A series on my difficulties with St. Paul, and how they were largely solved by an unlikely source
In the last post, we had a bit of a discussion on the historical Jesus theories, and whether or not they are generally harmful to people’s faith in their deconstructionism, or if they are capable of enriching our faith with new insights. I hope I can make a case concerning how the latter turned out to be true in my particular experience.
I used to spend a good amount of time in the Catholic apologetics community on the web. I’ve witnessed tons and tons of heated debates on the web between Protestants and Catholics on the subject of “faith vs. works”. I’ve seen people on both sides striving mightily, twisting themselves into pretzels, trying to explain how St. Paul (“one is justified by faith apart from the works of the Law” – Romans 3:28) and St. James (“one is justified by works and not by faith alone” –James 2:24) were using different words to say essentially the same thing. Hmmmm.
I found the arguments used by both sides to be strained and unconvincing. The only thing that I could say with certainty was that Protestantism seems to be heavily Pauline/Johannine in character, and that Catholicism seems to be heavily Jamesian/Matthean in character. I also couldn’t figure out why this Paul vs. James dichotomy was never a big deal in the first 1500 years of Christendom. This was confirmed in a sense by looking to Eastern Orthodoxy for help on this matter. It seemed that with their emphasis on theosis, they had scarcely considered this issue at all, beyond simply saying that we are saved by a faith that works through love, which is basically the same as the Catholic position.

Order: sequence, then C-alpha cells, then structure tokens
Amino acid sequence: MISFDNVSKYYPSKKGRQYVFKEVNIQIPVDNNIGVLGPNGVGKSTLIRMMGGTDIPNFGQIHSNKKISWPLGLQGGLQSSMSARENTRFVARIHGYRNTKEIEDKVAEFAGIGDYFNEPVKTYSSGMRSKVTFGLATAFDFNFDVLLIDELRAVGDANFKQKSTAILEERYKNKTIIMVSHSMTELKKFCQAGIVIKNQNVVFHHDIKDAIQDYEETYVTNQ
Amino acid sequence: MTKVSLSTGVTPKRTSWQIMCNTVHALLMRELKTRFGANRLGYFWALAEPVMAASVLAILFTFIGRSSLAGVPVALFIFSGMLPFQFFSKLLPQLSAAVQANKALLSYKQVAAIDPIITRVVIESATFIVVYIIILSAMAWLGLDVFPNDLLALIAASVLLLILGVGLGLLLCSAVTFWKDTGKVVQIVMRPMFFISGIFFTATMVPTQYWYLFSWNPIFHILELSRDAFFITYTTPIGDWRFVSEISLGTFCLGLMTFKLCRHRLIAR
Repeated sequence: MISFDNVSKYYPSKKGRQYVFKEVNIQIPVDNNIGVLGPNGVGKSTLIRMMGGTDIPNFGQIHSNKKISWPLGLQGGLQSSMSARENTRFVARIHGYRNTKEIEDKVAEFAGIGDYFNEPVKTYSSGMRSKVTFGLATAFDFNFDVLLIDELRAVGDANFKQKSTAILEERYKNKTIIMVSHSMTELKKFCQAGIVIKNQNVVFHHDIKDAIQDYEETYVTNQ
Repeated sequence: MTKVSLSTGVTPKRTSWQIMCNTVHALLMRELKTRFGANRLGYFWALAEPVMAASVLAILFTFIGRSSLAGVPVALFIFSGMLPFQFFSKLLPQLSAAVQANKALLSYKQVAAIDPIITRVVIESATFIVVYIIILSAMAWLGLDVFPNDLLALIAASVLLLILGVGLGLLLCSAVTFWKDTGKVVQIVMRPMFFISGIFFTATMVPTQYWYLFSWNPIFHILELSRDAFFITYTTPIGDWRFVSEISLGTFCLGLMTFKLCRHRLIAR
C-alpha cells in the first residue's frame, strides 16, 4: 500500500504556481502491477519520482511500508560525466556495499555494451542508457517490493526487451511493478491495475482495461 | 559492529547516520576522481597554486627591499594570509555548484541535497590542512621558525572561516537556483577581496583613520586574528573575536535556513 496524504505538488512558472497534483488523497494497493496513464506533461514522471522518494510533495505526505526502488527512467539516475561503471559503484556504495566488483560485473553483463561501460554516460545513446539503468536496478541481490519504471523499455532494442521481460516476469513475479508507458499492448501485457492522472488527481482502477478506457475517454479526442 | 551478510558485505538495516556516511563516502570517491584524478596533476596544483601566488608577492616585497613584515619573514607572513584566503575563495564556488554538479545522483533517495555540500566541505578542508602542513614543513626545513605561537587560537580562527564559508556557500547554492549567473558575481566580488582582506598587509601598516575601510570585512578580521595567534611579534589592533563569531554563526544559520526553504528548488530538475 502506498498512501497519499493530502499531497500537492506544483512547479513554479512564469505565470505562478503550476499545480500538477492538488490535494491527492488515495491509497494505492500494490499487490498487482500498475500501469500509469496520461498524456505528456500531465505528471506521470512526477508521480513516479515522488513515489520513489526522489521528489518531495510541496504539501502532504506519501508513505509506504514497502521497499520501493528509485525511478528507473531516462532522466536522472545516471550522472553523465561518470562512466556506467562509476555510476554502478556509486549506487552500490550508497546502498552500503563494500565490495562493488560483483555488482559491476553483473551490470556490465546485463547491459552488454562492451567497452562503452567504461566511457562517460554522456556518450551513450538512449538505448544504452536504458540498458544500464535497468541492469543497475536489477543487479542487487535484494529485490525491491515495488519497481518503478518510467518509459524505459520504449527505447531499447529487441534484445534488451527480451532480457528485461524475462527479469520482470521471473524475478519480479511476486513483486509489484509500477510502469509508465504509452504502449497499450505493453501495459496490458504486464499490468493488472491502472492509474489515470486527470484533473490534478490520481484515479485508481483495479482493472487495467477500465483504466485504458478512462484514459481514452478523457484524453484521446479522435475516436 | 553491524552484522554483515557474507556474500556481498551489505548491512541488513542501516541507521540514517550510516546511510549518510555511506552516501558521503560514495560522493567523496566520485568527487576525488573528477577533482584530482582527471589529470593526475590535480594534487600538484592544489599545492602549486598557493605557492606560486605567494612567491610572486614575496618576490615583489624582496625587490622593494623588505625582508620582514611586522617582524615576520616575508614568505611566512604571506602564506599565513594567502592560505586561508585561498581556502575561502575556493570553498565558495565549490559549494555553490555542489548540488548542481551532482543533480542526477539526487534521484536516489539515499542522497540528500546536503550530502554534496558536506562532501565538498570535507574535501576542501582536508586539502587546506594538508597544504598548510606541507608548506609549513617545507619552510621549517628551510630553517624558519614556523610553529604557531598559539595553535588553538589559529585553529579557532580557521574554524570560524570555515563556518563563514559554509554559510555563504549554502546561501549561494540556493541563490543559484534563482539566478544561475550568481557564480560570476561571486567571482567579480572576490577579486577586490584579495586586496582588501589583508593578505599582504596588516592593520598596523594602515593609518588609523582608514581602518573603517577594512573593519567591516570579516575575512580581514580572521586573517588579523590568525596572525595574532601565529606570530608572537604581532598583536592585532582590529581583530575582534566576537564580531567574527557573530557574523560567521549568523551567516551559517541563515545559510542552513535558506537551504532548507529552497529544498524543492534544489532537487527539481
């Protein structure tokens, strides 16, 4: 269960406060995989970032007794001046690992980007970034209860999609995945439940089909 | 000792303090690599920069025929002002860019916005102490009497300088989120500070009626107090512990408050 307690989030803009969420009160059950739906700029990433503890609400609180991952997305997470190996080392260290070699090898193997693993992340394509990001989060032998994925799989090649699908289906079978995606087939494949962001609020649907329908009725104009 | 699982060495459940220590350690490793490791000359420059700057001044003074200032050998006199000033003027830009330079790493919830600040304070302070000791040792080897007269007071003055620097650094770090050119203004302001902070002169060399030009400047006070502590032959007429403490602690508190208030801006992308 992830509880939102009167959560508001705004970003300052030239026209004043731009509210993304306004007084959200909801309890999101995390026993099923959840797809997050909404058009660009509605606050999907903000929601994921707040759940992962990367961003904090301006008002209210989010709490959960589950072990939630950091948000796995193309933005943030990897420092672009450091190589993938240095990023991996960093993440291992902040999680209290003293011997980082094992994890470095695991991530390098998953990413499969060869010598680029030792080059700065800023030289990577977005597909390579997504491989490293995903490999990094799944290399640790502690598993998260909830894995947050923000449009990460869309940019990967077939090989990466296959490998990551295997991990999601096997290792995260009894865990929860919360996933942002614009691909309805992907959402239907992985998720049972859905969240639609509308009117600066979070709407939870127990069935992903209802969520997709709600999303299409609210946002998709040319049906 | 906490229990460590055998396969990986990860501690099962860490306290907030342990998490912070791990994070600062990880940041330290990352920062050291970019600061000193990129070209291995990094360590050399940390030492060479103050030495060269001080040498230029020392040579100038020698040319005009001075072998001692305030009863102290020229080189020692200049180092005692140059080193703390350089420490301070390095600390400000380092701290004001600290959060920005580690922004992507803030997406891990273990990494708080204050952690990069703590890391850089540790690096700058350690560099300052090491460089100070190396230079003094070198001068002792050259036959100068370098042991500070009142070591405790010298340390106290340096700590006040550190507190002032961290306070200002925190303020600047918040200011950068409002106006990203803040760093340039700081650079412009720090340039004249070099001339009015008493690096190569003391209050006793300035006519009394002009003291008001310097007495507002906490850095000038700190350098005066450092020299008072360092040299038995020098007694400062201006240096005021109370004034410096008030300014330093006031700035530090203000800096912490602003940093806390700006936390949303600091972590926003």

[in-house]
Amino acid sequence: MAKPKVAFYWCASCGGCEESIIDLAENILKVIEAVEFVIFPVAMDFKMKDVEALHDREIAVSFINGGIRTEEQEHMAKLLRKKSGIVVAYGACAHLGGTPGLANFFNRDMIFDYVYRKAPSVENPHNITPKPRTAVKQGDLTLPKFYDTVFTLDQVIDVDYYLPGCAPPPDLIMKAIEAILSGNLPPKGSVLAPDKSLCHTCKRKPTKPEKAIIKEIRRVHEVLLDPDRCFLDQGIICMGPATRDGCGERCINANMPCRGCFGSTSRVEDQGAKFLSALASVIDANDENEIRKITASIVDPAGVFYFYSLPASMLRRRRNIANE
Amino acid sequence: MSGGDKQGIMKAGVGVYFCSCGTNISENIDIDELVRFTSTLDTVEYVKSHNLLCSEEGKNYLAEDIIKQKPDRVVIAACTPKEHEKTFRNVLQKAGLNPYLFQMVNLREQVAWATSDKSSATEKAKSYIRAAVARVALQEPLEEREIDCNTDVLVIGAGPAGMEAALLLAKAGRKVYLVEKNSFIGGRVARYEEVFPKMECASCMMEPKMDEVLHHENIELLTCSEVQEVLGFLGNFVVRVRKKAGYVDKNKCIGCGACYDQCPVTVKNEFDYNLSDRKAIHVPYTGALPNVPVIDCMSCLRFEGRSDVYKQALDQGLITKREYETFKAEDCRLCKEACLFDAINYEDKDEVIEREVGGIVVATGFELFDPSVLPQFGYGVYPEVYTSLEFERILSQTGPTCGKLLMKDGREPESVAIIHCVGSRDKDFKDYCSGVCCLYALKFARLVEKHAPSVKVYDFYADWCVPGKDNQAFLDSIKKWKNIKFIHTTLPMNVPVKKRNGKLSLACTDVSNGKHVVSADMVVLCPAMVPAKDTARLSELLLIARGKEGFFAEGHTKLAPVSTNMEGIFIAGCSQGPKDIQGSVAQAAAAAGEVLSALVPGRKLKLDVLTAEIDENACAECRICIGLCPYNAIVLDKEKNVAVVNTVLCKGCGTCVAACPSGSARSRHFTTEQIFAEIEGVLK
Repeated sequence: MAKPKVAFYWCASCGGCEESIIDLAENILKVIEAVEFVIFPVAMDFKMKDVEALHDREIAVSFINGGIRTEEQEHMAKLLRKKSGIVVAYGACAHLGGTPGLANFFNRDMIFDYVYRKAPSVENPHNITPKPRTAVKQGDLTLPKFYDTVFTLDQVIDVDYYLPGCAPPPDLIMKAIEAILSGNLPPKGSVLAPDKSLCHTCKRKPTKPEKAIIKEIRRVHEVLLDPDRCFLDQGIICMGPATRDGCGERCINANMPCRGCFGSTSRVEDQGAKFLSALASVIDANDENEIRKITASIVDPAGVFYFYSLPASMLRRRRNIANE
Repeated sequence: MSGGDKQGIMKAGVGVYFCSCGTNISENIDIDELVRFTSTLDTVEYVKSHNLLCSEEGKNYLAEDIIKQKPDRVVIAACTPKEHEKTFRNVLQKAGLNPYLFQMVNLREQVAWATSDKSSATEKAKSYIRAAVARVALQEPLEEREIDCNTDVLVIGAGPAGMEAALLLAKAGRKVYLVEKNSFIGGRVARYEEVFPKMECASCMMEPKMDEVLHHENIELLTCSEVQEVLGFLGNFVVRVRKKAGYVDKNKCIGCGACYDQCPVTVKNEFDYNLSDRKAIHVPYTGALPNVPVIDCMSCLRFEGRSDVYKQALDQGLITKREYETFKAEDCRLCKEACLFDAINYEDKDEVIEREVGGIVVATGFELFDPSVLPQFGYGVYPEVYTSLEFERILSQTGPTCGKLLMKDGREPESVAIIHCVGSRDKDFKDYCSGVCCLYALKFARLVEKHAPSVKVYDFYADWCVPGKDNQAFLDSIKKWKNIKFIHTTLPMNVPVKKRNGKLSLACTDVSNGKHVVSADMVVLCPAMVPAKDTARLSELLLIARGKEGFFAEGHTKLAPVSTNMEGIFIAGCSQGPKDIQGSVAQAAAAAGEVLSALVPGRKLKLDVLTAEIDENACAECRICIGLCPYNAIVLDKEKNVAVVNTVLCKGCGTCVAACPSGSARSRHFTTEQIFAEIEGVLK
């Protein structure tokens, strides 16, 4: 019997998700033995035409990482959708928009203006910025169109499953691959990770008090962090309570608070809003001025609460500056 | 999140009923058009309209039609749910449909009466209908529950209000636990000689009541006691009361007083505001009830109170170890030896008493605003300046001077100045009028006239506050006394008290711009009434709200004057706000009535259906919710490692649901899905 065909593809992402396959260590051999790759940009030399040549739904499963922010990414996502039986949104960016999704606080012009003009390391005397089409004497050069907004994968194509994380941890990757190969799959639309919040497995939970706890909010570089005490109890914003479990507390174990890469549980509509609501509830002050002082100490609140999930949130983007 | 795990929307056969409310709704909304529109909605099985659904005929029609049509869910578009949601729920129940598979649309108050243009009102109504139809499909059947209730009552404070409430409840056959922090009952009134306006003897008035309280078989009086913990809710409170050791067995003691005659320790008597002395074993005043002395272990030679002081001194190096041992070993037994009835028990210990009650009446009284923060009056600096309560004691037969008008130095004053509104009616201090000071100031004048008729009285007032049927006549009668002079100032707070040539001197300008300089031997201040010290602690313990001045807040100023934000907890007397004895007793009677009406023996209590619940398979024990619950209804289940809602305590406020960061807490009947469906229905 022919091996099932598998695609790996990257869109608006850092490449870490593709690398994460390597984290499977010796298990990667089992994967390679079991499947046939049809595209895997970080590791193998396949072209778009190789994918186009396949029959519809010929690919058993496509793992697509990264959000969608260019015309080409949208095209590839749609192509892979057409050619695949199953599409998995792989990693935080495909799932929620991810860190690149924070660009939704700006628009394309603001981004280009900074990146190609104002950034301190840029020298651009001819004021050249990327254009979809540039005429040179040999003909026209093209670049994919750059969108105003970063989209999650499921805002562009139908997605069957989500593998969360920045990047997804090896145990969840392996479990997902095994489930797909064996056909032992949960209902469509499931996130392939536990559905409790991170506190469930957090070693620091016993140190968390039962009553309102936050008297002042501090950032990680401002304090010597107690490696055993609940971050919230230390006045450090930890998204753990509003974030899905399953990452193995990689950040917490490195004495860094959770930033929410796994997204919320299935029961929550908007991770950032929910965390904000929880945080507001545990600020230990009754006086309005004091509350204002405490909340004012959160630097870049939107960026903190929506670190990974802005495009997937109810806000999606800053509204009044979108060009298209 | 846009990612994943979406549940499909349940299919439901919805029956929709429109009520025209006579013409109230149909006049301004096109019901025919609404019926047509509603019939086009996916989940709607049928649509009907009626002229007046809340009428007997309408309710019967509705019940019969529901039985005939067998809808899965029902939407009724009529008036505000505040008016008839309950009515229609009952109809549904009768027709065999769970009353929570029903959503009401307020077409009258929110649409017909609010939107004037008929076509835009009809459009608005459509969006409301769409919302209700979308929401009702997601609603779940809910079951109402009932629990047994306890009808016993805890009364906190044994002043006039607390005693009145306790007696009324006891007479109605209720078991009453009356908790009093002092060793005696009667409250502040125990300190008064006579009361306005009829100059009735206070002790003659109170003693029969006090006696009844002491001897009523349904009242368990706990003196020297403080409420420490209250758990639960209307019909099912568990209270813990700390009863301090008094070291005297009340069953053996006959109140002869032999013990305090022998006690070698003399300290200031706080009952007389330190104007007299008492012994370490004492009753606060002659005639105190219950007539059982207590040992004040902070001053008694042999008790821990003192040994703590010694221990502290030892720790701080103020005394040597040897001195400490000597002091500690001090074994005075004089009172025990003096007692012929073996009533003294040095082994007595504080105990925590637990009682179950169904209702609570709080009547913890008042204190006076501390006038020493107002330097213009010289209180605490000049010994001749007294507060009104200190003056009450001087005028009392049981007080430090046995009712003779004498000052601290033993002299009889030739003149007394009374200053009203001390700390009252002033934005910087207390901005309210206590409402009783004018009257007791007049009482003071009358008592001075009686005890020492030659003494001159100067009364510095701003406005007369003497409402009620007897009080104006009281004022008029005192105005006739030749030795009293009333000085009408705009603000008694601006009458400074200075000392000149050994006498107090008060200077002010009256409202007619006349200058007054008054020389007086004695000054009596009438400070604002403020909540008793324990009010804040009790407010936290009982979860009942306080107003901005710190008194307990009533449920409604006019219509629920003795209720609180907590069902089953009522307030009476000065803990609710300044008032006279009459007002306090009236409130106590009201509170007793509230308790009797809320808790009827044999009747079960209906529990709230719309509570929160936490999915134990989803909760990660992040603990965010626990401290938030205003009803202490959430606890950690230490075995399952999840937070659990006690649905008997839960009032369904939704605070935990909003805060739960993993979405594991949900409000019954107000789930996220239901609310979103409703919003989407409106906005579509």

I’ll say straight out, that except for the discourse on love from Corinthians, I don’t like the letters of St. Paul as much as the four Gospels and the “Catholic” Epistles. I find St. Paul contradictory and really hard to understand. He was a much better rhetoritician than a logical thinker, in my view. I always have to remind myself that his writings were specific letters sent to address specific problems in specific church communities, and perhaps they should not be read as theological constructs in the same way the four Gospels are.
In addition, Paul of Tarsus claimed to be of Pharisaical background, trained at the feet of Gamaliel. Strange kind of Pharisee, from what I can see. To me, he looks like a real Hellenistic, rather than Palestinian type of Jewish thinker… When I read his letters in comparison to the Gospels, they seem very different in tone and emphasis to me, almost to the point of being a different religion. I started to have some real problems with St. Paul’s thinking, and if I had relied on the standard “orthodox” Catholic apologetic arguments alone, I might have slipped into a real crisis of faith.
I’m not the first person to have these problems of course. Big thinkers and philosophers from Thomas Jefferson to Nietzsche have accused Paul of being the great “inventor” or “corrupter” of Christianity, turning the Gospel of sweet and gentle Jesus into something else altogether. Not so fast. What these guys didn’t know in their respective times was that Paul’s letters are the earliest Christian writings. They are older than the Gospels. They are the first writings about Jesus Christ that we know about. Therefore, St. Paul cannot be dissed or dismissed lightly.